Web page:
Reading Group Guide
The questions and discussion topics that follow are intended to enhance your reading group’s discussion of Designing Your Life: How to Build a Well-Lived, Joyful Life by Stanford University professors Bill Burnett and Dave Evans.
1. In the introduction, the authors point out that only 27 percent of college graduates have a career related to their majors. What did you think when you read that statistic? Are you among the 27 percent?
2. The concept of “reframing”—pivoting your perspective to address a perceived problem—plays an important role in this book. What experiences have you had with reframing, either in your career or in your personal life?
3. When discussing the role of a designer, the authors say, “Designers don’t think their way forward. Designers build their way forward” (page xxv). Until you read this book, had you been mostly thinking or mostly building?
4. Did you perform all the exercises in the book? Which ones did you find most thought provoking?
5. On page 26, the authors write, “Designing something changes the future that is possible.” What does this mean to you?
6. Which was a greater challenge while building your compass: describing your Workview or describing your Lifeview?
7. The authors say that the process of reconciling Workview and Lifeview often leads to the biggest “aha” moments (page 37). What became clear to you?
8. Have you ever experienced “flow,” the feeling of complete engagement? If so, when?
9. On page 67, the authors write, “There is no one idea for your life. There are many lives you could live happily and productively.” Have you ever thought this way before? How many lives did you imagine for yourself while reading this book?
What was the most surprising connection you made in your mind map?
10. When you created your Odyssey Plans, which one set your heart to racing? Was it a new discovery for you?
11. What was the most surprising connection you made in your mind map?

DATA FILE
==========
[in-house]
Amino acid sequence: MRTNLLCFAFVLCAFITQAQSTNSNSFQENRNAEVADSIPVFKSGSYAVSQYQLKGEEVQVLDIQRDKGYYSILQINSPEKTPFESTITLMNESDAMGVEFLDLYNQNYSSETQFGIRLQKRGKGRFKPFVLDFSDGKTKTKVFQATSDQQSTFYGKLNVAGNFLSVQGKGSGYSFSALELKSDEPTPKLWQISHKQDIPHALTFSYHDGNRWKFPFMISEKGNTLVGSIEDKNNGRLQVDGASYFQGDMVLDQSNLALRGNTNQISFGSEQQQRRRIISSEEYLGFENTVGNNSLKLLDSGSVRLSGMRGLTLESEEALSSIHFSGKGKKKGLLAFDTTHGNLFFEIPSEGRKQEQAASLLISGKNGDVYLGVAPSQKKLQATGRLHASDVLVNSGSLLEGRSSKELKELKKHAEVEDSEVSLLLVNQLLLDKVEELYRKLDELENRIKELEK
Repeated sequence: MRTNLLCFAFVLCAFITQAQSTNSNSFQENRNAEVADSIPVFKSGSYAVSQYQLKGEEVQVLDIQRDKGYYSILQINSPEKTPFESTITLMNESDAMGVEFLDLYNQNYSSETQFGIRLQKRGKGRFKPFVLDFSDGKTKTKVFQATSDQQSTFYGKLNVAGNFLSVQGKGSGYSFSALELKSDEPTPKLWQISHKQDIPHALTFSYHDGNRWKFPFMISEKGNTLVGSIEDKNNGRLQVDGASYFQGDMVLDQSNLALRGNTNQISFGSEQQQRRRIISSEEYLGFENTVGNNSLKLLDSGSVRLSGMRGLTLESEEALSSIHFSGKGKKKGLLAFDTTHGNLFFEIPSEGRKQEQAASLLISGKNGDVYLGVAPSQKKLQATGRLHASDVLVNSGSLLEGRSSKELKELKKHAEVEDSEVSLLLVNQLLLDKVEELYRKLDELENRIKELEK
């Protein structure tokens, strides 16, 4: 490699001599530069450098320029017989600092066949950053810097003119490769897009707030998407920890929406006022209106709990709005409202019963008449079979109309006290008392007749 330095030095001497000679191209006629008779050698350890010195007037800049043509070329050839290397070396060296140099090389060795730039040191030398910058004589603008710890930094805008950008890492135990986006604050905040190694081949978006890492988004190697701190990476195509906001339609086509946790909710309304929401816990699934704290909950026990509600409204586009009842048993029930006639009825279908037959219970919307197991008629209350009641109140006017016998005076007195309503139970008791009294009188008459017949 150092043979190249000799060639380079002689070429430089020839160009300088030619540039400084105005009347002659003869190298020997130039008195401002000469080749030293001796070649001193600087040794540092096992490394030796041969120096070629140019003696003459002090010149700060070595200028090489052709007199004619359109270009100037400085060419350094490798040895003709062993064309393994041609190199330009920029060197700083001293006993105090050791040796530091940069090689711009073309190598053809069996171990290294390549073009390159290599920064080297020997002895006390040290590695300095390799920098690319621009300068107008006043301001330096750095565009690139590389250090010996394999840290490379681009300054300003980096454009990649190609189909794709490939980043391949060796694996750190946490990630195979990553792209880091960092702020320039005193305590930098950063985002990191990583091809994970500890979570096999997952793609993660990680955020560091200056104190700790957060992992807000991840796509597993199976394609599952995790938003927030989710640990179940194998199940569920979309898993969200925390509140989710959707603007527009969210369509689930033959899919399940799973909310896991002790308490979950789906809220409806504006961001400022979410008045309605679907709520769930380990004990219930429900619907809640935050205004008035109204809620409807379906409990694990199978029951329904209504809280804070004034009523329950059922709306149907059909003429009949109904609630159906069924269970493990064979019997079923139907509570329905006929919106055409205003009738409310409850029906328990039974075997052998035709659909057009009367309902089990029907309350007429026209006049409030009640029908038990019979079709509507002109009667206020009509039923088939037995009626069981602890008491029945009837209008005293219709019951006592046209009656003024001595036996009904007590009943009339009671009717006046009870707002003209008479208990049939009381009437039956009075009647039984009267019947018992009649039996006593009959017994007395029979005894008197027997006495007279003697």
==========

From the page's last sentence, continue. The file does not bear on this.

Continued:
12. Are you discussing this book with your Life Design Team? If you haven’t assembled one yet, what’s stopping you?
13. Chapter 6 is devoted to prototyping: asking questions, uncovering hidden biases, iterating rapidly, and creating momentum. Were you familiar with this concept before reading the book? What aspects of your life have you prototyped?
14. Did you hold a brainstorming session? What was your most successful question? How many ideas did you generate?
15. What is the difference between pursuing a job and pursuing an offer? In your own life, which do you generally do?
16. On page 155, the authors talk about “pursuing latent wonderfulness.” How would you define that concept?
17. What did you learn from the jam study described on pages 161 and 162?
18. The notion of failure as a useful thing comes up frequently in the book, and particular in chapter 10. In your own life, how have you “failed forward”?
19. Until now, have you received more advice (when someone is telling you what they think) when making a decision, or more counsel (when someone is trying to help you figure out what you think)? Which has proved more helpful?
20. What was your biggest revelation from this book?
21. If the authors were in this room right now and asked you, “How’s it going?” how would you respond?